The Prophet Isaiah foretold the birth and ultimate exaltation to rulership of this great king, saying, “Unto us a child is born, unto us a son is given: and the government shall be upon his shoulder: and his name shall be called Wonderful, Counsellor, The mighty God, The everlasting Father, The Prince of Peace.” Later in his prophecy, Isaiah also referred to this coming ruler of earth as God’s “arm.” “The Lord hath made bare his holy arm in the eyes of all the nations; and all the ends of the earth shall see the salvation of our God.”—Isa. 52:10

Concerning the universality of the Messianic kingdom, David also foretold this time when he wrote, “All the ends of the world shall remember and turn unto the Lord: and all the kindreds of the nations shall worship before thee. For the kingdom is the Lord’s: and he is the governor among the nations.” (Ps. 22:27,28) Again, David wrote concerning the Lord’s kingdom, “All thy works shall praise thee, O Lord; and thy saints shall bless thee. They shall speak of the glory of thy kingdom, and talk of thy power; To make known to the sons of men his mighty acts, and the glorious majesty of his kingdom. Thy kingdom is an everlasting kingdom, and thy dominion endureth throughout all generations.”—Ps. 145:10-13

The Prophet Daniel, in a prophecy pertaining to the end of this Gospel Age and the breaking up of the present social order in readiness for the establishment of Christ’s kingdom, wrote, “In the days of these kings shall the God of heaven set up a kingdom, which shall never be destroyed: and the kingdom shall not be left to other people, but it shall break in pieces and consume all these kingdoms, and it shall stand for ever.” (Dan. 2:44) With the displacement of some of these long-established earthly kingdoms as a result of World War I, we see manifest evidence of God’s powerful hand in preparation for Christ’s future kingdom over the nations of the world.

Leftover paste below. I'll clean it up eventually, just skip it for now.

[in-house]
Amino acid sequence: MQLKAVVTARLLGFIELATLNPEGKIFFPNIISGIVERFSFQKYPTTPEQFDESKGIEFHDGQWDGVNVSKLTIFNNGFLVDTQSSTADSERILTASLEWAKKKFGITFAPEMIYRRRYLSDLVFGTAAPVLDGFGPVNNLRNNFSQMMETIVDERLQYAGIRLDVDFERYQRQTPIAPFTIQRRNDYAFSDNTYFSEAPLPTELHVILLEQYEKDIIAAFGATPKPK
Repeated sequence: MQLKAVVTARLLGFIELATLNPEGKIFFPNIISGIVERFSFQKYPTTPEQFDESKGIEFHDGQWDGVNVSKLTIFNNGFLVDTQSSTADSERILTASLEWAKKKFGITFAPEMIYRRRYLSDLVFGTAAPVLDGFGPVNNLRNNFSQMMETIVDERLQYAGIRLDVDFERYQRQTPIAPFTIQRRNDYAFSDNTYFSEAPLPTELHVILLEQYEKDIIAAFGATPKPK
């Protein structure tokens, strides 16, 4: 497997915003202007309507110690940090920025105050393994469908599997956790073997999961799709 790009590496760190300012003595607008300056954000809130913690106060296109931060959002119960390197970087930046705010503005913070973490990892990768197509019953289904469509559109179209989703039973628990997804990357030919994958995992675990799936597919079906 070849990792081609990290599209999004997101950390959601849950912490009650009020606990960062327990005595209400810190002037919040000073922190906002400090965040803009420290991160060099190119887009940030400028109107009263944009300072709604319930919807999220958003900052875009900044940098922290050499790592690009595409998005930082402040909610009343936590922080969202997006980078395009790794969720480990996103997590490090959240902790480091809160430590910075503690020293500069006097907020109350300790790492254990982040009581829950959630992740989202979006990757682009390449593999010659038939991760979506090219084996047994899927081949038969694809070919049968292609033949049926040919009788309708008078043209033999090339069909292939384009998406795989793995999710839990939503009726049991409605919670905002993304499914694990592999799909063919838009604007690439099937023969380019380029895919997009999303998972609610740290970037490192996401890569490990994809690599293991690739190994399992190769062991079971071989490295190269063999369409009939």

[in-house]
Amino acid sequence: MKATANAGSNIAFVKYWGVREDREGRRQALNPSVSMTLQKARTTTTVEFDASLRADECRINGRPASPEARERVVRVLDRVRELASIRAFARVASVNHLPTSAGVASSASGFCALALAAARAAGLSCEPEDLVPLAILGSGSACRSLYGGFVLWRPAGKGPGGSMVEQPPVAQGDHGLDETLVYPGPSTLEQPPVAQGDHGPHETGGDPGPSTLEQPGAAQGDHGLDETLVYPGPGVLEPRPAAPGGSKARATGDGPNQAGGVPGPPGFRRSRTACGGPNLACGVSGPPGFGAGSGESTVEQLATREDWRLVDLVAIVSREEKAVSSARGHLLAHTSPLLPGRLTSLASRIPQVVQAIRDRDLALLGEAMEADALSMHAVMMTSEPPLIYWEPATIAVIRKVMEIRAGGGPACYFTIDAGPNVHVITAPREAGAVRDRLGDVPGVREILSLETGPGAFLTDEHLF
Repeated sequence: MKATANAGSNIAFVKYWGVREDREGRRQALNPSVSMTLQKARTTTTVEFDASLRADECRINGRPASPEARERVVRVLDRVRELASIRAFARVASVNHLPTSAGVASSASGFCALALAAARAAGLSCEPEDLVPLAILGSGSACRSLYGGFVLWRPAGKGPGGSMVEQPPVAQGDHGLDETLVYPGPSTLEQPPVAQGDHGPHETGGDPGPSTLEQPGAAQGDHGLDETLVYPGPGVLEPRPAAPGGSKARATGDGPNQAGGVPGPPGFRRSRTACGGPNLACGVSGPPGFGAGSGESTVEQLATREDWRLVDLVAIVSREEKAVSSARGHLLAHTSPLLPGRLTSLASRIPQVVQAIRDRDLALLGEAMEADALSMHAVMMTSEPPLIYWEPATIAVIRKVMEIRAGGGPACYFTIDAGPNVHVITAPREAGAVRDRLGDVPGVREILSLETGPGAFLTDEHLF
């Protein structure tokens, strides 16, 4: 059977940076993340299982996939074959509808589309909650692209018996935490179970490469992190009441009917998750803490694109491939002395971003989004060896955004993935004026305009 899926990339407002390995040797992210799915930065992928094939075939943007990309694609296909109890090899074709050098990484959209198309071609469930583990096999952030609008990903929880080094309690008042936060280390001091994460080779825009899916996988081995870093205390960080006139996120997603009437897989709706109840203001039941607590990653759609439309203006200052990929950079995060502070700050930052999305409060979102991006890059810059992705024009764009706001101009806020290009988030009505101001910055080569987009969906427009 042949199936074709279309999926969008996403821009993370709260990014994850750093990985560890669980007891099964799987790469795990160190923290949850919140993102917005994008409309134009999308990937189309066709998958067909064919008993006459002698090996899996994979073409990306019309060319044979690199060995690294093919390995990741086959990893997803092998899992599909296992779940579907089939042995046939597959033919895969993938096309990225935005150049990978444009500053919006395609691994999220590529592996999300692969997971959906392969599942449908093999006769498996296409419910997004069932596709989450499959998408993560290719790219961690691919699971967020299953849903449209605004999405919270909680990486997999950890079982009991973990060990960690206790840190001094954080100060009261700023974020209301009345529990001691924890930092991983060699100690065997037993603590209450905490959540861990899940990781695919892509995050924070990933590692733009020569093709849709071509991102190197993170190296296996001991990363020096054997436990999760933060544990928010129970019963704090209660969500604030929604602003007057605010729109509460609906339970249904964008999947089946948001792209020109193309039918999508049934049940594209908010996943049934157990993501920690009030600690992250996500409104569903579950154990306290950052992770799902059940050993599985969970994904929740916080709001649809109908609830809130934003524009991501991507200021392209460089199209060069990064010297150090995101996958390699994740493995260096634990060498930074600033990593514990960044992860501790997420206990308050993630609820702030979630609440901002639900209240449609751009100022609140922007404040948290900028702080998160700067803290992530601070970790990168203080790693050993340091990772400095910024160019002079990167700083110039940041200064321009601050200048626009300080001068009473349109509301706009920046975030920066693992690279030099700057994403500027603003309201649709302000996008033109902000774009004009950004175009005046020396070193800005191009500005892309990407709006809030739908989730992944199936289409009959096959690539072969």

We have quoted only a very few of the many promises recorded in the Old Testament pertaining to the kingdom, or government, which in God’s due time is to rule the world. The New Testament continues with the same reassuring kingdom theme. The angel, who announced the birth of Jesus, said to the shepherds, “Fear not: for, behold, I bring you good tidings of great joy, which shall be to all people. For unto you is born this day in the city of David a Saviour, which is Christ the Lord. And this shall be a sign unto you; Ye shall find the babe wrapped in swaddling clothes, lying in a manger. And suddenly there was with the angel a multitude of the heavenly host praising God, and saying, Glory to God in the highest, and on earth peace, good will toward men.” (Luke 2: 10-14) The angel said that this announcement of the birth of Christ, the promised Messiah, was good news which would ultimately reach all people.